Present and Future

Fortunately, in high-income countries, KS is no longer as common as it was in the early years of the HIV epidemic. If it does occur, sometimes the use of ART alone is sufficient to make KS regress (though this regression can be slow in some people). In the current era, only rarely is chemotherapy needed in addition to ART to treat HIV-related KS.

Another change in the HIV epidemic is that today, thanks to ART, people are living longer. Here are some examples from two high-income countries:


Switzerland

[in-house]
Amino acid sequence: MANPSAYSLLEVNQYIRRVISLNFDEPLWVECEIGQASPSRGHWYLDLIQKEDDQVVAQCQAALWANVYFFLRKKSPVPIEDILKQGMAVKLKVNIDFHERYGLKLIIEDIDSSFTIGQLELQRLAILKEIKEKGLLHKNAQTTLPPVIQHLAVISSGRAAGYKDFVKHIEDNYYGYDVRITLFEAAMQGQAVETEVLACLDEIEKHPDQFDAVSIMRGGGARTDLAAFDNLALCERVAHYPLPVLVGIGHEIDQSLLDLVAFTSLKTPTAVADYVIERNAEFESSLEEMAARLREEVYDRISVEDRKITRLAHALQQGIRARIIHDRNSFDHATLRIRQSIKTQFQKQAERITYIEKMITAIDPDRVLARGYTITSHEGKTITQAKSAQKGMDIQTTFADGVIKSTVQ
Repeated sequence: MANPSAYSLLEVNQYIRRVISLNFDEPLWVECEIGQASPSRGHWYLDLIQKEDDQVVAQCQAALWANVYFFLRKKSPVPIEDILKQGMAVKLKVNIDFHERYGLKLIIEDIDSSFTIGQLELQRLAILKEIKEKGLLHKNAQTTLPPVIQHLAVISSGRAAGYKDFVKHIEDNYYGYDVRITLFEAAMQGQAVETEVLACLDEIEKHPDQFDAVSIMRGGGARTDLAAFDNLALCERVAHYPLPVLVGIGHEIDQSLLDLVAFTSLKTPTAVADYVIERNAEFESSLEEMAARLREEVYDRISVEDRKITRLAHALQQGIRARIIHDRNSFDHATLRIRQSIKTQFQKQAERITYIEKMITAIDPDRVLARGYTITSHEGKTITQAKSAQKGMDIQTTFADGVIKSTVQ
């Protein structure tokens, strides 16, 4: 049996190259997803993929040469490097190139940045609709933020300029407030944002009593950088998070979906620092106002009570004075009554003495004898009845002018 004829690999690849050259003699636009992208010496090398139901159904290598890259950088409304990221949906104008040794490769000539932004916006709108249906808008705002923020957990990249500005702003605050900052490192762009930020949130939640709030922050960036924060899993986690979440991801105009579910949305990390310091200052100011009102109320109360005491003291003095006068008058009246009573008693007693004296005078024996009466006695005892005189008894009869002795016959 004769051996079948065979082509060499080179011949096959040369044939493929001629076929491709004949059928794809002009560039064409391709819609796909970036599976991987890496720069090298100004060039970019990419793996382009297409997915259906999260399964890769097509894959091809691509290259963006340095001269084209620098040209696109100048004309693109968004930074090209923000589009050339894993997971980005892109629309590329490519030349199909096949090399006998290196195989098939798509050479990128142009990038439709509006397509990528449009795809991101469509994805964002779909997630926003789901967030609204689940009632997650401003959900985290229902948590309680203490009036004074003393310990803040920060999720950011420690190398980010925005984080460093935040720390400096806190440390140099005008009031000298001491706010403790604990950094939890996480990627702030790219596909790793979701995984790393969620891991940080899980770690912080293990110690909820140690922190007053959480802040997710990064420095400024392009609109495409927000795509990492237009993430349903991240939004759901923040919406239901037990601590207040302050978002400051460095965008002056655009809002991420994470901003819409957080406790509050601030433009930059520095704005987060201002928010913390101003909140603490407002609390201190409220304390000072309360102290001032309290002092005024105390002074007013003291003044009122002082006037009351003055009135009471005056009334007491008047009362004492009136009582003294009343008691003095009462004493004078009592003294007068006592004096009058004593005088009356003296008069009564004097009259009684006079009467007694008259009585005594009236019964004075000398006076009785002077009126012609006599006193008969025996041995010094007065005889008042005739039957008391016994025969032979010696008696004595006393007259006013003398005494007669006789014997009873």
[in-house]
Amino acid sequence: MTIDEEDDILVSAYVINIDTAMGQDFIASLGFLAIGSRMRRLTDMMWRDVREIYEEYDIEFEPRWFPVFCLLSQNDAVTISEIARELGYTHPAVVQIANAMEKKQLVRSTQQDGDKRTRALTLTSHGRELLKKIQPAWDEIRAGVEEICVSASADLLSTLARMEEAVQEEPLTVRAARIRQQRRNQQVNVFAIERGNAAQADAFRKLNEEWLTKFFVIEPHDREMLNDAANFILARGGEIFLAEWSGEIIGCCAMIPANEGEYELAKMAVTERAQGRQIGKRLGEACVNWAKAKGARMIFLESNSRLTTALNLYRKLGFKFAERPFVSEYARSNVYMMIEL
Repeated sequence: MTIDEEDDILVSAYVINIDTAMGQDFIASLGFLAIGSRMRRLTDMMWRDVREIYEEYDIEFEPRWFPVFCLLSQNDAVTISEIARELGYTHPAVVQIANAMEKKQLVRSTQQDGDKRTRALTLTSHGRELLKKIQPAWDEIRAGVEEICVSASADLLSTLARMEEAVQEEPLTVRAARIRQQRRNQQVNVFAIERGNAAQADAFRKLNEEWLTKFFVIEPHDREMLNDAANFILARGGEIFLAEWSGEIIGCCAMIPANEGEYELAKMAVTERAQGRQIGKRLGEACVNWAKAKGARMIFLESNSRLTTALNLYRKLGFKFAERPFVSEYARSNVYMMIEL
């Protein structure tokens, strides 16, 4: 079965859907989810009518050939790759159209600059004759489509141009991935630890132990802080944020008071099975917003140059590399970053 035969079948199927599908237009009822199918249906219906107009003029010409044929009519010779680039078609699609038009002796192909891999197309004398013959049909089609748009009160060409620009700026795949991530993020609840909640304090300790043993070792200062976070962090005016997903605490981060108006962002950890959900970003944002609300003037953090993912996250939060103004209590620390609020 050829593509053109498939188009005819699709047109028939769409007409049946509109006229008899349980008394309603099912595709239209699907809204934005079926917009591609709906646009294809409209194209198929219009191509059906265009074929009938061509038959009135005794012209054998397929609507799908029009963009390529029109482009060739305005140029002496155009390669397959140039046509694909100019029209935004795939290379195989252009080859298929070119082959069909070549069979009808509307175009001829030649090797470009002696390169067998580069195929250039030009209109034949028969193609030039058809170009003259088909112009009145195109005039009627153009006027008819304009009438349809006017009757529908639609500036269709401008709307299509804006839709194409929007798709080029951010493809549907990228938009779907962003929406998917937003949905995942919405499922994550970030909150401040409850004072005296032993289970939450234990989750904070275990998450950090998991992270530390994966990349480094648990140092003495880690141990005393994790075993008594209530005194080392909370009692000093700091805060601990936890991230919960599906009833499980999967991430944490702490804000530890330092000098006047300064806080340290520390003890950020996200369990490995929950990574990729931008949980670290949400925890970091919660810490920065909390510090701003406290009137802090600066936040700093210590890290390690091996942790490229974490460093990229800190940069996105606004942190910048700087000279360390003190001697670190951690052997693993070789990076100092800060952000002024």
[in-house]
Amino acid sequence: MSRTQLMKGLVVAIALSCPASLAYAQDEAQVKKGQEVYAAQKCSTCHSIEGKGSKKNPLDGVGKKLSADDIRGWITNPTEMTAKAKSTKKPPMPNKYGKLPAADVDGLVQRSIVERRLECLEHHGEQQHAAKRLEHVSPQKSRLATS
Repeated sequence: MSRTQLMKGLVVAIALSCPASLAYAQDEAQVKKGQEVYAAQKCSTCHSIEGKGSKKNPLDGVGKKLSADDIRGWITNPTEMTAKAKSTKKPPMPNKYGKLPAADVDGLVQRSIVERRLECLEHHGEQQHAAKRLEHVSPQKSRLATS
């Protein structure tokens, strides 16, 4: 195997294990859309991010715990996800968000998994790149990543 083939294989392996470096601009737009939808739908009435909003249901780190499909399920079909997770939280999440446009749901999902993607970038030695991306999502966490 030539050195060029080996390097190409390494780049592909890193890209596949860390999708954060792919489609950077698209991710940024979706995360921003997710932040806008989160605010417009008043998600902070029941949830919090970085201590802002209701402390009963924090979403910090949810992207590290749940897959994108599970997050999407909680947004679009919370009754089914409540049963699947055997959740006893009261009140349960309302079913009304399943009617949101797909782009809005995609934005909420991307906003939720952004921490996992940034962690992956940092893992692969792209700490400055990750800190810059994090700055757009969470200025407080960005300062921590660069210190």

Researchers reported that in 1990 the proportion of HIV-positive people who were between 50 and 64 years was less than 3%. However, by 2010 that proportion had increased to 25%.


United States

The CDC estimated that in 2009 about one-third of HIV-positive people were at least 51 years old. Furthermore, the CDC has forecasted that by the year 2020, more than 50% of HIV-positive people in the U.S. will be over the age of 50.

The trends reported in these two countries are very likely occurring in other high-income countries as well.


New Infections

It is not just the aging of people with longstanding HIV that is occurring. Reports from the CDC suggest that a significant number of new cases of HIV are occurring in people aged 50 or older. According to figures supplied by the Public Health Agency of Canada (PHAC), about 18% of new HIV cases are occurring among people aged 50 or older.


The Research Needs of Older Citizens